The current regulatory approach toward safety and health in the workplace needs improvement, according to the American Society of Safety Engineers (ASSE).
Nearly seven out of ten employees surveyed by the National Safety Council report feeling tired at work.
The final, and most comprehensive, report on the BP oil disaster in the Gulf of Mexico points to seven company practices that contributed to the incident. They’re the types of mistakes that could be made by any company, not just an oil giant.
A federal agency is recommending a major shift in the way refineries are regulated for safety, shifting more responsibility to the company and turning the system more proactive instead of reactive.
Tell me if you’ve heard this one before: In light of the disaster earlier this year, BP says safety and risk management are the company’s “most urgent priority.”
A federal investigation into the fatal fire and explosion at the West Fertilizer plant in Texas points to shortcomings in existing regulations, standards and guidance. Does this case show there is a real need for more safety regulation?
Imagine this: A big order or a crisis requires lots of overtime for your employees. Where would you draw the line on OT because of worker fatigue?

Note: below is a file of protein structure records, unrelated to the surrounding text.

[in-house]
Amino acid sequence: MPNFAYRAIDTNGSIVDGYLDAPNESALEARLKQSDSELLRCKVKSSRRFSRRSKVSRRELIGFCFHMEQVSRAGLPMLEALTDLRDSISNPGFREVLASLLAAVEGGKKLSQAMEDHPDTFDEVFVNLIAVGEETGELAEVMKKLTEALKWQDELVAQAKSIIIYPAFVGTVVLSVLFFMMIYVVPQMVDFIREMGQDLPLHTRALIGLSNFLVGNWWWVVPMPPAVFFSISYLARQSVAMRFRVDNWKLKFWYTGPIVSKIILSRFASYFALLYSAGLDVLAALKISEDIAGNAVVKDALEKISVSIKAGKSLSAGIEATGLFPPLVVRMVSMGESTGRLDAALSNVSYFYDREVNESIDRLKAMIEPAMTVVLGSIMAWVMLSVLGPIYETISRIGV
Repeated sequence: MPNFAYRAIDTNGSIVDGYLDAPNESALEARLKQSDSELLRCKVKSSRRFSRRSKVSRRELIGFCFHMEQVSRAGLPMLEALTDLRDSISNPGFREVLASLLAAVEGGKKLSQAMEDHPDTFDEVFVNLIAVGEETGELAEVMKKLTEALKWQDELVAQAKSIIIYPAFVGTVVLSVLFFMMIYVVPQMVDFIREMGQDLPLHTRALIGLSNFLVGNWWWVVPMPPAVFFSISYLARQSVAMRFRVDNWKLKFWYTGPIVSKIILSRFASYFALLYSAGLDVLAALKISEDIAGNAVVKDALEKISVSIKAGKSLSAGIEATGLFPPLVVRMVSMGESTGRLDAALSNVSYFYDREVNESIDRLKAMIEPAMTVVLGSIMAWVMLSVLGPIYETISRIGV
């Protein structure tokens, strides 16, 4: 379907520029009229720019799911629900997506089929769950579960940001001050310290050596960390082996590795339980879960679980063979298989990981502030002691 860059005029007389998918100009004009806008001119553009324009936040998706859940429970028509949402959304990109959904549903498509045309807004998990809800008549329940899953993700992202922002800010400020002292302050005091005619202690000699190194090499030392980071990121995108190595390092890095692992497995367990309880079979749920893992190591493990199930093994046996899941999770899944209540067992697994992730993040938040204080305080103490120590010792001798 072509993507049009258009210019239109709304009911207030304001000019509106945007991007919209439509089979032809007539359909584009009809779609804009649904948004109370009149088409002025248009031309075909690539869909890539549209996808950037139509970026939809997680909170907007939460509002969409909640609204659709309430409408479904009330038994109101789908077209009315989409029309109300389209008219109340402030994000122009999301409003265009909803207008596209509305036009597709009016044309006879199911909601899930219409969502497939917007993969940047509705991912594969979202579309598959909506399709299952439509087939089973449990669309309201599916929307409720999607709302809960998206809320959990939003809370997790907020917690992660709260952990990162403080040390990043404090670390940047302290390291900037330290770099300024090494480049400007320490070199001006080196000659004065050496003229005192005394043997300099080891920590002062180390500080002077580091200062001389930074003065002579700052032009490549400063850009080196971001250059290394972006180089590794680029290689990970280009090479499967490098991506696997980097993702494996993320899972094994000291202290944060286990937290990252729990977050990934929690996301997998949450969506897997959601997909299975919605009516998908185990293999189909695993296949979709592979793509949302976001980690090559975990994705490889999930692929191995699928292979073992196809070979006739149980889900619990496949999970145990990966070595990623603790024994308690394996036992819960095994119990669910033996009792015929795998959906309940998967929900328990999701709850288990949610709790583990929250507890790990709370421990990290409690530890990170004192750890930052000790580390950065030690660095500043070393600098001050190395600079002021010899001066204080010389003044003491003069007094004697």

The president of an oil recycling company is facing up to 15 years in prison and $1.2 million in fines under the federal Clean Air Act for a 2012 explosion that injured three employees at a Wyoming processing plant.
The U.S. Justice Department has filed its initial charges in connection with the BP Deepwater Horizon disaster on April 20, 2010. Now a former BP employee faces prison time and fines.
An employee contracted a fungal infection in his lungs while digging a trench, but his employer claimed he got the infection while bailing hay on his hobby farm. Was the employee able to get benefits?
A preliminary report by a federal investigatory agency says failures by the West Fertilizer Co., federal regulators, insurance carriers, emergency responders and local officials led to the April 17, 2013 explosion that killed 12 responders and 3 members of the public.
As a direct result of a chemical facility explosion that killed 15 people, the federal government has released a final rule for chemical facilities intended to protect the lives of emergency responders and the public.
Indiana OSHA has agreed to cut almost in half proposed fines to the University of Notre Dame in connection with the death of a student who was filming a football practice last fall. The university has agreed to take a number of steps as part of the settlement.
The first, important step to creating a solid worker safety program is with a thorough risk assessment of the workplace. But what many people don’t know is that risk assessments are not a one-time project. Does your workplace stay the same over the years, with the same staff and conditions? No, not often. It changes […]
To some employees, collecting workers’ comp looks better than collecting unemployment.
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